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Hippocampal neurons from human ES cells

Feb 09, 2016
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The hippocampus is the seat of memory formation and learning, and disturbances of hippocampal function are known to lead to cognitive and psychiatric disorders, making this a brain region of fundamental importance in a range of biomedical research fields. In developmental terms, the hippocampus emerges through the activity of an organizing center on neighboring tissues, but its location deep in the embryonic brain makes it difficult to study experimentally, and the mechanisms by which hippocampal cells are induced remain unclear.

Now, junior research associate Hideya Sakaguchi and others from the Laboratory for In Vitro Histogenesis (Mototsugu Eiraku, Team Leader) and the former Laboratory for Organogenesis and Neurogenesis (Yoshiki Sasai, dec.) report the induction of self-organizing hippocampus-like tissue from human embryonic stem cells (hESCs). Published in Nature Communications, this work provides a new experimental resource for studies ranging from hippocampal development to Alzheimer’s disease.

  1. Top left: Neuroepithelium at day 42 in vitro. Cortical hem (negative for TTR and Lmx1a) and medial pallium
    (green, Foxg1::Venus; magenta, Lef1) form sequentially adjacent to the choroid plexus (red, TTR; white, Lmx1a).
    Top right: At day 179 of culture, granule (Prox1, white) and pyramidal (KA1, red) neurons are seen (middle).
    Bottom: Calcium imaging shows synchronized depolarization at day 143.

This new report represents the most recent in a series of experiments aimed at inducing neuronal differentiation from pluripotent stem cells stretching back more than a decade, and makes use of the SFEBq (serum-free floating culture of embryoid body-like aggregates with quick reaggregation) method developed by the same group. In this study, the group sought to adjust SFEBq conditions to steer hESCs toward the primordial tissue in the embryonic brain (called medial pallium) from which the hippocampus arises.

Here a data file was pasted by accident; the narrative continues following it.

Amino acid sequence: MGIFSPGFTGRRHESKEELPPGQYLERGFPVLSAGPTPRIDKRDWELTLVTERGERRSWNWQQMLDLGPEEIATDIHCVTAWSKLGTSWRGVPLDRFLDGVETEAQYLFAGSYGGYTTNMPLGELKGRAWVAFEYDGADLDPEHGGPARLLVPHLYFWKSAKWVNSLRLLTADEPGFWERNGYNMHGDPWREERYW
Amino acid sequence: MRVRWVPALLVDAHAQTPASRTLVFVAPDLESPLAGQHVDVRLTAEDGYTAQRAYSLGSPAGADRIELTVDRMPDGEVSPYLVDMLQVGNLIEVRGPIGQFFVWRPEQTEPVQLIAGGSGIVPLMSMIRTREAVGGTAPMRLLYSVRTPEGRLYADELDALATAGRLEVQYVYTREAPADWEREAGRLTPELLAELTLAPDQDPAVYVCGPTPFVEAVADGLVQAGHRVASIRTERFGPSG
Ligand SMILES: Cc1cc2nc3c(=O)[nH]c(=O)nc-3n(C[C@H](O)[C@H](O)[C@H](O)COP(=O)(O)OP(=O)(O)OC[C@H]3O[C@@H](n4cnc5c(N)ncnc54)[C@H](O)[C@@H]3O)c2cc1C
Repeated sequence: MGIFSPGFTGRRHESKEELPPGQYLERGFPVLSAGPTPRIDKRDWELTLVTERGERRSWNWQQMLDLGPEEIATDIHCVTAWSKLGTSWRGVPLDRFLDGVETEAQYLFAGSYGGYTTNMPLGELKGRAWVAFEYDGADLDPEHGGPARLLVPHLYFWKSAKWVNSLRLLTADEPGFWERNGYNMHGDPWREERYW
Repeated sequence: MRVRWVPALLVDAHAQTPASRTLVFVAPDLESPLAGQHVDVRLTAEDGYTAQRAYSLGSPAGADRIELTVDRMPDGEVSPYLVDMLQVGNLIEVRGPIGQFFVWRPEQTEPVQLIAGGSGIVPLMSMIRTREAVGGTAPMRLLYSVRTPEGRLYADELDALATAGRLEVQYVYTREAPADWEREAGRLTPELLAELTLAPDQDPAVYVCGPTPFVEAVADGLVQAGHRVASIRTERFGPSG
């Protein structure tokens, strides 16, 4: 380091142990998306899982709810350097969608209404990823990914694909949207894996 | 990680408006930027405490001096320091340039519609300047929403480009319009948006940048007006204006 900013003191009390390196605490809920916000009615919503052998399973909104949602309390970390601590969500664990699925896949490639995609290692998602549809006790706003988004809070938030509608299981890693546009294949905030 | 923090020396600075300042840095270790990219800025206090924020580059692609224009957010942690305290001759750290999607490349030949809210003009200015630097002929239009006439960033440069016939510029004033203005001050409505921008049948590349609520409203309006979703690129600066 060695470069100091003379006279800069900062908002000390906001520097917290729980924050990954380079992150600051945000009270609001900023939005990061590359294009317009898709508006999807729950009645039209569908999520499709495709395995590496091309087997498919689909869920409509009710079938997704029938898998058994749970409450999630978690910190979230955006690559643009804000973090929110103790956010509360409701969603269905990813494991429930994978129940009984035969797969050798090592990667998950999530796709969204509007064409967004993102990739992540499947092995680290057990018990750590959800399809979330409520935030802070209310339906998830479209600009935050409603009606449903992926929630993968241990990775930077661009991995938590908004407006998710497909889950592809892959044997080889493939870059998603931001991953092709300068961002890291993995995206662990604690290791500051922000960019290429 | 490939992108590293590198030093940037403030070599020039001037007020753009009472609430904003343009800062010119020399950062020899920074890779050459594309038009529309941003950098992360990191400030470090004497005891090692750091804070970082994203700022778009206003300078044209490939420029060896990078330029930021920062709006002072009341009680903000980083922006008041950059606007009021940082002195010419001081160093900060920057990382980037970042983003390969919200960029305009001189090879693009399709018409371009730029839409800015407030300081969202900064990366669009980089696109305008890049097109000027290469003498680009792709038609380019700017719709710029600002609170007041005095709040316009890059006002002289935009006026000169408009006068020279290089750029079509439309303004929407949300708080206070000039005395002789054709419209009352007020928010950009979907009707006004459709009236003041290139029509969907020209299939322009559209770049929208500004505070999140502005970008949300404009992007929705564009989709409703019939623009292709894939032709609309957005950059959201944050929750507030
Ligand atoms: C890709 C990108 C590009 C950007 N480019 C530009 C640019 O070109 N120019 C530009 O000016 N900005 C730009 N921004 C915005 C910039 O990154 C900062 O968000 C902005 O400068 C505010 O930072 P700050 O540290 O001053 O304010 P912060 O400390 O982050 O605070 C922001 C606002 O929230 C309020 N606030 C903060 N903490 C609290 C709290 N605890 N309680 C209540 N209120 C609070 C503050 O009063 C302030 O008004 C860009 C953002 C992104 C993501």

Using a previously reported SFEBq technique for inducing self-organized cerebral cortex-like tissue, Sakaguchi sought to develop a cocktail of factors delivered at the right times and dosages to trigger hippocampal differentiation from hESCs. By tweaking the levels of Wnt and BMP4, dorsalizing factors that strongly influence neuronal differentiation, the group was able to induce the expression of genetic markers of choroidal plexus, the neighboring cortical hem, and finally medial pallium, suggesting that a self-organized form of differentiation was occurring in the same chronological order seen in normal development.

They next attempted to generate hippocampus-like tissue from the self-organized medial pallium. By experimenting with different culture media and conditions, they gradually discovered a reliable method for directing the medial pallium into hippocampus, as evidenced by marker gene expression. As these cell colonies begin to destabilize by about 100 days in vitro, they dissociated them into individual neuronal cells between 73 and 84 days of culture and followed their developmental course. After isolation, these individual cells re-aggregated, and by day 197 around 75% expressed markers, indicating hippocampal differentiation. Moreover, markers of two distinct neuronal cell types—pyramidal and granular—were each observed in about one-third of the total population, and glial- and astrocyte-like cells were present as well.

Tests of neuronal function by patch-clamping confirmed that the differentiated neuronal cells possessed working synapses, and calcium imaging at day 143 showed synchronized depolarization, suggesting that the hippocampal tissue was exhibiting network-like activity.

“The ability to recapitulate hippocampal development in vitro is a significant step forward,” says Eiraku. “We look forward to the use of this system not only to study biological phenomena such as patterning and regionalization, but as a resource in biomedical research into diseases like Alzheimer’s and schizophrenia as well.”

Link to article

Generation of functional hippocampal neurons from self-organizing human embryonic stem cell-derived dorsomedial telencephalic tissue

Related link

Self-organized neocortex from human ESCs

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